CASPER, WY - A Casper family is grateful for a helpful bystander, after their neighbor kicked open the door of their house when it caught fire Thursday evening, saving their two pets.
Last night's accident happened around 8:30PM and luckily the renters weren't home.
However two small dogs are still shaking after being in a smoke-filled room for over five minutes.
"I stepped outside to have a cigarette and to let my dog out. I was doing a circle around my apartment complex because I was feeling restless sitting in my house. I walked by one time and the only thing that I saw out of the ordinary was that there was a bunch of smoke over by the house. I didn’t think anything of it at the time. Came back around and the entire porch is on fire," Rescuer Josh Utley.
Firefighters say although it's dangerous, it’s great to see people step up when others need help
"Seconds count for people. If you can make a calculated decision to help somebody, and not put yourself at risk, it's a good calculated risk," Casper Fire/EMS Officer Jason Parks.
And in a scenario like this one you have to be ready to think fast and know your limits.
"Milo, the big dog, was scared. He didn’t know what to think,” said Utley. “I was able to get him out. I remember they had a puppy. I tried to get upstairs to the puppy, because I thought it was kenneled, and I didn’t see him downstairs. Got to the stairs and realized there were flames billowing over my head and I couldn't do it."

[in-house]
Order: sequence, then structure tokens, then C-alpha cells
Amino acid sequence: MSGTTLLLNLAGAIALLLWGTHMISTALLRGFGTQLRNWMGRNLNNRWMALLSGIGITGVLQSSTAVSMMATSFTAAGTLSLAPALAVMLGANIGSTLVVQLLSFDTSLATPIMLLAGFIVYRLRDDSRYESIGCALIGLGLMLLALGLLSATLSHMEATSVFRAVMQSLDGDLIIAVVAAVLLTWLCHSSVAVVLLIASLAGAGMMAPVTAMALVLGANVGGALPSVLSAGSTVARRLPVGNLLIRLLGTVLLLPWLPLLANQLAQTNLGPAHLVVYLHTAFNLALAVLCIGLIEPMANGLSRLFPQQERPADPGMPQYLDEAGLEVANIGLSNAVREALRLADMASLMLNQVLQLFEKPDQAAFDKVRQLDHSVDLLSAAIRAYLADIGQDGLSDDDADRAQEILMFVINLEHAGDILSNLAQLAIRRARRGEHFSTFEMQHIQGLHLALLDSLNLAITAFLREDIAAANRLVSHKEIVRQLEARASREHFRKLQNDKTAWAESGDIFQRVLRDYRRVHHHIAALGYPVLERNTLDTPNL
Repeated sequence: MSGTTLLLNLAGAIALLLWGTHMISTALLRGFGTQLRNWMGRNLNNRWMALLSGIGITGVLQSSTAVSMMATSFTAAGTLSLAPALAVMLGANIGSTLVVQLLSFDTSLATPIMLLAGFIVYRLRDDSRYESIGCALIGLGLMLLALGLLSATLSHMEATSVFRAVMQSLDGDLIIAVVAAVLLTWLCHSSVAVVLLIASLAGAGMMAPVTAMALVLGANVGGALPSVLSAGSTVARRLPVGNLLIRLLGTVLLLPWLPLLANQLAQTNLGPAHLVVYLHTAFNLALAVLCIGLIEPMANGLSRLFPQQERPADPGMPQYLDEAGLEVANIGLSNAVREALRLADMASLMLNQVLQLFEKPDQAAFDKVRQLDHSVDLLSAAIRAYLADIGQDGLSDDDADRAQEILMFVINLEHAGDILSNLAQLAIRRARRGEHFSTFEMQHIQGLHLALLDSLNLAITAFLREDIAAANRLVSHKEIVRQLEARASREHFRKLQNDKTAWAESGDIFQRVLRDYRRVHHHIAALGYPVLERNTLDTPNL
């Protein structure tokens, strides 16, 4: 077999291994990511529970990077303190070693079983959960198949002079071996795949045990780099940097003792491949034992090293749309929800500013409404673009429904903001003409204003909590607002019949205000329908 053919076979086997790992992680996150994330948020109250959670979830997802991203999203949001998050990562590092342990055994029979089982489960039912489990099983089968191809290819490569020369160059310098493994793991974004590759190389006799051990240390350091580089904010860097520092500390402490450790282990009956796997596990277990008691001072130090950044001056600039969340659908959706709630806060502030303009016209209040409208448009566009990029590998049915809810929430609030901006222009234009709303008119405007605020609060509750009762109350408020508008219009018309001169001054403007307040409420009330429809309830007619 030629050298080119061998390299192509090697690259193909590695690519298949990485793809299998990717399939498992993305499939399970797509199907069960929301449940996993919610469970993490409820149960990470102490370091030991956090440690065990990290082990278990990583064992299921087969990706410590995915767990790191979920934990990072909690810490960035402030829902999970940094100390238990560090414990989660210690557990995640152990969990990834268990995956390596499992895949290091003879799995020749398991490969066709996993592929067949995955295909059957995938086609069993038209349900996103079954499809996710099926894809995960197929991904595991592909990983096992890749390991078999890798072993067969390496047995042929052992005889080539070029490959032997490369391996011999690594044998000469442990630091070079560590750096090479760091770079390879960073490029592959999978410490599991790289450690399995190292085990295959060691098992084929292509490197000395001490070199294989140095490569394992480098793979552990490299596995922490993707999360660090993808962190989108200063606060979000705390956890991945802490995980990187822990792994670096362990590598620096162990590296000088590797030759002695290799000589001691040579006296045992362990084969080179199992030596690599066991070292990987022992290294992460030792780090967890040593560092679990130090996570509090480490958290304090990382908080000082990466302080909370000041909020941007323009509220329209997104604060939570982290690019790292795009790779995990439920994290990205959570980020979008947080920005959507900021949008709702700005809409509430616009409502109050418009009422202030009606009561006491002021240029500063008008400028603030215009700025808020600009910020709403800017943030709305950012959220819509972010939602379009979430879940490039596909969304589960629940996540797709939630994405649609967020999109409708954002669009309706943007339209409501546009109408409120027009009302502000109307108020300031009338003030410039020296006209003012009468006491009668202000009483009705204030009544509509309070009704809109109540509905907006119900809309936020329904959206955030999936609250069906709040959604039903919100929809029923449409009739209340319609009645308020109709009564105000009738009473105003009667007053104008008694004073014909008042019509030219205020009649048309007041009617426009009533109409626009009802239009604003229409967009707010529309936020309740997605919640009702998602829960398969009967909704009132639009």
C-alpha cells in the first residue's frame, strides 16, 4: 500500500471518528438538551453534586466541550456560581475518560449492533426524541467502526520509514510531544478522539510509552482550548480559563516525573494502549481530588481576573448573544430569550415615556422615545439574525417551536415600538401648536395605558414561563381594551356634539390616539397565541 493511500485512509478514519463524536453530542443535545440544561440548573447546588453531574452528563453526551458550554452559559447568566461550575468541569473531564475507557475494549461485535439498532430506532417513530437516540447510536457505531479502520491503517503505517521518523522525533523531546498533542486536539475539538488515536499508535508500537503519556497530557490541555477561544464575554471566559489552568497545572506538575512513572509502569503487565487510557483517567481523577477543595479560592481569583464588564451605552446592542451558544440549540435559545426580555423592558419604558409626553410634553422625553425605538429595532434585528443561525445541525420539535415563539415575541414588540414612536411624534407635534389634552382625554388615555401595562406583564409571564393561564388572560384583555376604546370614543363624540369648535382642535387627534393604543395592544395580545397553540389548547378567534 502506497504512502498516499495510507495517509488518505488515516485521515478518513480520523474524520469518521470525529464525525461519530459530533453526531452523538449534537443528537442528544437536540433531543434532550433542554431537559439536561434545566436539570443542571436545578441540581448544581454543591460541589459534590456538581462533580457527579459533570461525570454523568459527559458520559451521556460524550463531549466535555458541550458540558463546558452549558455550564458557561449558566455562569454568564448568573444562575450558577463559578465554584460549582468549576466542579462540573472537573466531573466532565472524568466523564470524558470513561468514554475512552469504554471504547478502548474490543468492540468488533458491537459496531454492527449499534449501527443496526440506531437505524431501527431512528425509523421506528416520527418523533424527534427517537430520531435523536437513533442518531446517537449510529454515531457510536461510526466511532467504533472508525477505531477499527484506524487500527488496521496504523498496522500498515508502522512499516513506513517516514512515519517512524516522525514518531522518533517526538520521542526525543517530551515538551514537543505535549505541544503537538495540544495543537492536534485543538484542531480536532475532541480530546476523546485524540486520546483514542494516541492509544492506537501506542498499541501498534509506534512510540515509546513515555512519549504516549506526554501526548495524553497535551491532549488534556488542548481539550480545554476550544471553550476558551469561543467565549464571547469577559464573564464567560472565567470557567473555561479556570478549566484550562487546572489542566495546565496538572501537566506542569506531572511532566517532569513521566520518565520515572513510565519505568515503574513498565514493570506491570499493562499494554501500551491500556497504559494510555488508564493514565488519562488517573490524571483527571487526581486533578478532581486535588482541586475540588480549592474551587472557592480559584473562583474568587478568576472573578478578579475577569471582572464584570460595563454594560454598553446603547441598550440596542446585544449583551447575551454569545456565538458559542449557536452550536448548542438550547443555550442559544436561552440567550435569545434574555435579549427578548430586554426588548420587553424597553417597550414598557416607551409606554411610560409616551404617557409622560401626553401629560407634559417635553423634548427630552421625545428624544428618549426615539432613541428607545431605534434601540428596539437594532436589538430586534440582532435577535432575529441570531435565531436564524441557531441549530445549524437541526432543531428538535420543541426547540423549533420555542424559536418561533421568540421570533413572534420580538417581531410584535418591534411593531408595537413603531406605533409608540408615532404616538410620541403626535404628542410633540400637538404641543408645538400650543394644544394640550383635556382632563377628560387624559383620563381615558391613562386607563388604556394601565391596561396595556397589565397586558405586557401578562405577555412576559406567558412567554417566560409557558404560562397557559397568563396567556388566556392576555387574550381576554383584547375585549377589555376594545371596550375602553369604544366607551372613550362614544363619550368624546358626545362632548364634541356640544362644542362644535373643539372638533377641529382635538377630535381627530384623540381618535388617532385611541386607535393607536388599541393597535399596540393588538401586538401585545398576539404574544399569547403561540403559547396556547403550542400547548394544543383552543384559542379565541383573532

Fires like this one can rage out of control in as little as five minutes.
"By the time I got to the back door you could no longer access the front door. By the time I came back around with the dog basically the entire house was on fire," said Utley.
Firefighters say it's not always the flames that can hurt you, but the smoke.
"That’s why we wear the safety equipment that we do. The self contained breathing apparatus and our turnout gears. The turn-out gear keeps us thermally safe from the fire. They will burn if it gets hot enough but the air packs that we wear its breathable air," said Parks.
Firefighters and EMS personnel are still concerned over health hazards after accidents like this one.
"Older homes, we call them legacy homes, older style furniture stuff like that, burns slower and doesn’t give off the nasty stuff that the newer fuels give off," said Parks.
Police do now know what caused the fire and the renters of the home have moved to another location because the infrastructure is unlivable at this time.
Fire officials say there have been more residential fires this summer compared to those prior.